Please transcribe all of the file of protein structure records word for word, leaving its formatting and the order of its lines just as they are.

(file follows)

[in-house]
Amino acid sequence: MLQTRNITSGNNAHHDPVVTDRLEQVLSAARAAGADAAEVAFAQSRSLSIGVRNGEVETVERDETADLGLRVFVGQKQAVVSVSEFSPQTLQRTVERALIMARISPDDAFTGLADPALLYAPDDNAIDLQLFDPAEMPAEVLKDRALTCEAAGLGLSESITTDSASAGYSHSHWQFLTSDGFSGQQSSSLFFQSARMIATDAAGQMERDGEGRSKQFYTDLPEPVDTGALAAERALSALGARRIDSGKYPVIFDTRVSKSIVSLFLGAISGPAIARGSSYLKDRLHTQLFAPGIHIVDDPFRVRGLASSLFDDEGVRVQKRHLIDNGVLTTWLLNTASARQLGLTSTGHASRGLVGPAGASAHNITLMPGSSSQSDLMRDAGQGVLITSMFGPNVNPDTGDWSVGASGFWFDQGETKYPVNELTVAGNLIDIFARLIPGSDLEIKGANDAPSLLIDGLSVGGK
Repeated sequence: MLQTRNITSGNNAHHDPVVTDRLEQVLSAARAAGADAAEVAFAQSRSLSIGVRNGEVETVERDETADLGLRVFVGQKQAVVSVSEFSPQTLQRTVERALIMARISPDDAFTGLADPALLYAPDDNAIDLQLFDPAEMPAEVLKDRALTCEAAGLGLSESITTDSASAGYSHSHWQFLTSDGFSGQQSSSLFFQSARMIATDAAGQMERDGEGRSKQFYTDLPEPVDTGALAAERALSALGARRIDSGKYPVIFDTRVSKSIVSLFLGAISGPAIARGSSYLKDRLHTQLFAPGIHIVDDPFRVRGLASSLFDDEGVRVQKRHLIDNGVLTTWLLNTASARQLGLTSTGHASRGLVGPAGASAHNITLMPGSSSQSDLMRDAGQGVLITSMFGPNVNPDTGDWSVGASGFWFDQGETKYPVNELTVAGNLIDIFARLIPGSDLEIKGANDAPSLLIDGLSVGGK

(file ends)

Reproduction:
[in-house]
Amino acid sequence: MLQTRNITSGNNAHHDPVVTDRLEQVLSAARAAGADAAEVAFAQSRSLSIGVRNGEVETVERDETADLGLRVFVGQKQAVVSVSEFSPQTLQRTVERALIMARISPDDAFTGLADPALLYAPDDNAIDLQLFDPAEMPAEVLKDRALTCEAAGLGLSESITTDSASAGYSHSHWQFLTSDGFSGQQSSSLFFQSARMIATDAAGQMERDGEGRSKQFYTDLPEPVDTGALAAERALSALGARRIDSGKYPVIFDTRVSKSIVSLFLGAISGPAIARGSSYLKDRLHTQLFAPGIHIVDDPFRVRGLASSLFDDEGVRVQKRHLIDNGVLTTWLLNTASARQLGLTSTGHASRGLVGPAGASAHNITLMPGSSSQSDLMRDAGQGVLITSMFGPNVNPDTGDWSVGASGFWFDQGETKYPVNELTVAGNLIDIFARLIPGSDLEIKGANDAPSLLIDGLSVGGK
Repeated sequence: MLQTRNITSGNNAHHDPVVTDRLEQVLSAARAAGADAAEVAFAQSRSLSIGVRNGEVETVERDETADLGLRVFVGQKQAVVSVSEFSPQTLQRTVERALIMARISPDDAFTGLADPALLYAPDDNAIDLQLFDPAEMPAEVLKDRALTCEAAGLGLSESITTDSASAGYSHSHWQFLTSDGFSGQQSSSLFFQSARMIATDAAGQMERDGEGRSKQFYTDLPEPVDTGALAAERALSALGARRIDSGKYPVIFDTRVSKSIVSLFLGAISGPAIARGSSYLKDRLHTQLFAPGIHIVDDPFRVRGLASSLFDDEGVRVQKRHLIDNGVLTTWLLNTASARQLGLTSTGHASRGLVGPAGASAHNITLMPGSSSQSDLMRDAGQGVLITSMFGPNVNPDTGDWSVGASGFWFDQGETKYPVNELTVAGNLIDIFARLIPGSDLEIKGANDAPSLLIDGLSVGGK